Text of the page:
Visitor’s to Oklahoma City with have the opportunity to explore African American art of the 1920s and 1930s and its lasting legacy with a one-of-a-kind exhibition held only at the Oklahoma City Museum of Art beginning February 5.
Organized by the Oklahoma City Museum of Art, Harlem Renaissance includes more than 100 paintings, sculptures, and photographs by artists such as Richmond Barthé, Aaron Douglas, Palmer Hayden, William H. Johnson, Malvin Gray Johnson, Jacob Lawrence, Archibald J. Motley Jr., James VanDerZee, and others. From the “vogue” of Harlem in the twenties to the Great Depression in the thirties, artists created innovative works that expressed the uniqueness of their experiences as African American artists, while participating in larger developments in American art.
Harlem Renaissance marks the first exhibition of African American art at the Museum in more than 20 years. Organized thematically, Harlem Renaissance explores a number of subjects, including Harlem as a literary center, portraiture and the “New Negro,” life in Paris and abroad, the influence of European modernism and African art, as well as images related to daily life, African American history, and the South. The exhibition also examines the idea of Harlem and the Harlem Renaissance as a later artistic subject, through works by Romare Bearden and Faith Ringgold. Highlights include Aaron Douglas’s The Creation (1927), Palmer Hayden’s Nous Quatre à Paris (We Four in Paris) (ca. 1930), Archibald J. Motley Jr.’s Jockey Club (1929), and Faith Ringgold’s Jo Baker’s Bananas (1997).
Illustrations for books and publications reveal Harlem as a literary and artistic center. The exhibition includes an original copy of The New Negro (1925), an important anthology edited by Alain Locke, in addition to James Weldon Johnson’s God’s Trombones: Seven Negro Sermons in Verse (1927), which features illustrations by Aaron Douglas. Harlem Renaissance also will explore issues of representation in African American art, featuring portraits and portrait “types” by artists such as Winold Reiss and Malvin Gray Johnson.
Harlem Renaissance displays the types of works artists created while living and traveling abroad. Throughout the twenties and thirties, numerous artists traveled to Paris where they received instruction, visited museums, and escaped the restrictions of segregation. Painted while living in the South of France, William H. Johnson’s Village Houses, Cagnes-sur-Mer (ca. 1928-1929) reflects the influence of European expressionism.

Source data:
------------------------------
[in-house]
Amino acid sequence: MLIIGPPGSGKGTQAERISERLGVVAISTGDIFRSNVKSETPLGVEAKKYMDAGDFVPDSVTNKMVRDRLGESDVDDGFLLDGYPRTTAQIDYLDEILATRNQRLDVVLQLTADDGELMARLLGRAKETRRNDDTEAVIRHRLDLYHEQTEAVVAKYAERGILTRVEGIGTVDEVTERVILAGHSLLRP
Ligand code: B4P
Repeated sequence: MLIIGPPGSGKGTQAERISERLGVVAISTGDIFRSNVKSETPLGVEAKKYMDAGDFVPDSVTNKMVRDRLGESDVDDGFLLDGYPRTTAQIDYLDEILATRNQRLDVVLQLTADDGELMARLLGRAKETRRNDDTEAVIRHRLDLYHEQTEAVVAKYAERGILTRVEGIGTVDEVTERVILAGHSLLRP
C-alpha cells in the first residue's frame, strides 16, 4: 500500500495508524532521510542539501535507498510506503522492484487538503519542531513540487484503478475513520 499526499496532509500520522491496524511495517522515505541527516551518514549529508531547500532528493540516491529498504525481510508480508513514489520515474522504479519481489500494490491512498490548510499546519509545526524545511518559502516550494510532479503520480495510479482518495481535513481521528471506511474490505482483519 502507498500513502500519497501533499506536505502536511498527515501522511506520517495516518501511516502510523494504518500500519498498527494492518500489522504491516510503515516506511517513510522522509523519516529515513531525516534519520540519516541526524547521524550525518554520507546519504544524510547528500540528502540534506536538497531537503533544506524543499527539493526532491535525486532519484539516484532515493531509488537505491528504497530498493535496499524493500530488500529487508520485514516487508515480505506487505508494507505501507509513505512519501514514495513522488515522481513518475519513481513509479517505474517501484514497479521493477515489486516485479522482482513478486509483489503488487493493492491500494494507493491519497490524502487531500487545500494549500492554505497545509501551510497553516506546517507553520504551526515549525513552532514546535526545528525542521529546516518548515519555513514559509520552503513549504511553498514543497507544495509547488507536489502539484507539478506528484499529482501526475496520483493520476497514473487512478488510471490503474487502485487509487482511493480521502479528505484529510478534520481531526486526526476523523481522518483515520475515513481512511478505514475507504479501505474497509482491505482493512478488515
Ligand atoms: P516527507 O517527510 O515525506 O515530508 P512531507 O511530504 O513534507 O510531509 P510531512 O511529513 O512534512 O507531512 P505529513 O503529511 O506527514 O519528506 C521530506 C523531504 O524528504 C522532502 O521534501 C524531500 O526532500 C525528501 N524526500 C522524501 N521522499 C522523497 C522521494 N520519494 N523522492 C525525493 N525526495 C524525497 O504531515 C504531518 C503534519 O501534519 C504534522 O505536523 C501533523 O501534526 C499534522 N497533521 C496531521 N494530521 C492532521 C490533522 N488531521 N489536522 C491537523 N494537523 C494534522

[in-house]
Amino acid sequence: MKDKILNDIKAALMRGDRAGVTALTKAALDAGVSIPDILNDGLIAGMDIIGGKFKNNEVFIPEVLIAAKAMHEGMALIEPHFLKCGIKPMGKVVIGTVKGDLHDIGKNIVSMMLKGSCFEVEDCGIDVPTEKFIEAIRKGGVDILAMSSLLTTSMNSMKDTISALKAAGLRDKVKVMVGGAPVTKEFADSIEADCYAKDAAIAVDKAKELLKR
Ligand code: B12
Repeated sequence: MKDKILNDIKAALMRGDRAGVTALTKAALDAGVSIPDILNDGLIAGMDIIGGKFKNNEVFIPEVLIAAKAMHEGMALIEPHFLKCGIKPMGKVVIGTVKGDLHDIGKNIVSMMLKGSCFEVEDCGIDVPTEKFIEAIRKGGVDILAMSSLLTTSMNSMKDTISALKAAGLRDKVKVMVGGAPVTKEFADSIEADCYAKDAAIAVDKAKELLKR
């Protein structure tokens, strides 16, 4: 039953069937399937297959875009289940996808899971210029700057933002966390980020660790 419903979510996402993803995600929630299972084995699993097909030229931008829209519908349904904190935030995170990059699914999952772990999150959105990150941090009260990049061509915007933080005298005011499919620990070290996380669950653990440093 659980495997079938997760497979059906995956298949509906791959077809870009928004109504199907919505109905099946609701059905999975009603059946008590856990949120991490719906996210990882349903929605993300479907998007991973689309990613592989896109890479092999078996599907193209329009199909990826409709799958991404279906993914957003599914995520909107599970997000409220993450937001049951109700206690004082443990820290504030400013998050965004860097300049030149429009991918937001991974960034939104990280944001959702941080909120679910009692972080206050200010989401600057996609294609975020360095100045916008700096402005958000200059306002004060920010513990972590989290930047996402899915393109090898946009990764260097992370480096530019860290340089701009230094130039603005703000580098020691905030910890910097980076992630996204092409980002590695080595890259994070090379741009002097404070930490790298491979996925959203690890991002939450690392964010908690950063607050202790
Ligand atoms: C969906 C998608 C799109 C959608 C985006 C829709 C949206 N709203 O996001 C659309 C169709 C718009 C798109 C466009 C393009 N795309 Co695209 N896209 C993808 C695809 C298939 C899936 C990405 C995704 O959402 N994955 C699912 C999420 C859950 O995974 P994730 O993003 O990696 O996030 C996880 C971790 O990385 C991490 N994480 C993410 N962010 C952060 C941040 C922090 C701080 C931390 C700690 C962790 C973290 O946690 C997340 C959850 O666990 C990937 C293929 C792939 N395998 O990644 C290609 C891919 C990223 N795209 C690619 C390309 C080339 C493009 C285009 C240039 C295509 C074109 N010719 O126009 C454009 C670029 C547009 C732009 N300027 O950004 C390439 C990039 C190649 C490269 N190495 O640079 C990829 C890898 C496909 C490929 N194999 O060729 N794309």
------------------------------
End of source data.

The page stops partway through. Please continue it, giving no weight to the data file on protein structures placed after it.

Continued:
The exhibit shows the influence of African art, through works such as West Coast artist Sargent Johnson’s Copper Mask (1933) and Malvin Gray Johnson’s painting Self-Portrait (1934). During this period, many artists turned to their own lives and experiences for inspiration. Seeking to create accurate depictions of African American life and culture, artists portrayed a variety of subjects and styles. From urban life to folklore and the South, artists sought to be fresh and modern in their portrayals of life. Examples include Archibald J. Motley Jr.’s Saturday Night (1935) as well as William H. Johnson’s Jacobia Hotel (1930) and Landscape with Sun Setting, Florence, South Carolina (1930).
Harlem Renaissance also features works related to African American history, which became an important theme among artists by the thirties and during the era of the Works Progress Administration (WPA). Artist Hale Woodruff’s Negroes with Jackson at New Orleans (1934) reflects this new interest and the stylistic influence of the Mexican muralists. Jacob Lawrence also turned to history on numerous occasions throughout his career, depicting scenes from the life of important historical figures, such as Harriet Tubman in Daybreak - A time to Rest (1967). The period’s lasting influence also is explored in later depictions of the Harlem Renaissance and Jazz Age, through Romare Bearden’s Jazz: (Chicago) Grand Terrace - 1930s (1964) and Faith Ringgold’s Jo Baker’s Bananas (1997).
In addition to painting and sculpture, the exhibit highlights photography as an important medium of artistic expression during the Harlem Renaissance. Photographers such as James VanDerZee captured the people and activities of Harlem, while others, such as James Latimer Allen and author and Harlem enthusiast Carl Van Vechten, captured the likenesses of notable Harlemites and Renaissance figures. Harlem Renaissance will also display photographs of Oklahoma City’s African American community during this period, which includes musician Charlie Christian, the young author Ralph Ellison, and the area known as “Deep Deuce.”
The exhibition brings together key works from over 20 lending institutions. Lenders include the Schomburg Center for Research in Black Culture, New York Public Library; Metropolitan Museum of Art, New York; Museum of Modern Art, New York; Howard University Gallery of Art, Washington, D.C.; National Gallery of Art, Washington, D.C.; the National Portrait Gallery, Washington, D.C.; and the Smithsonian American Art Museum, Washington, D.C.
EXHIBITION SUPPORT AND PROGRAMS
Museum hours are Tuesday through Saturday, 10:00 a.m. to 5:00 p.m.; Thursday and Friday until 9:00 p.m., Sundays Noon to 5:00 p.m. Closed on Mondays. Admission is $12 for adults, $10 for seniors and students and children five and under are free. For more information, call 405-236-3100 or visit www.okcmoa.com.
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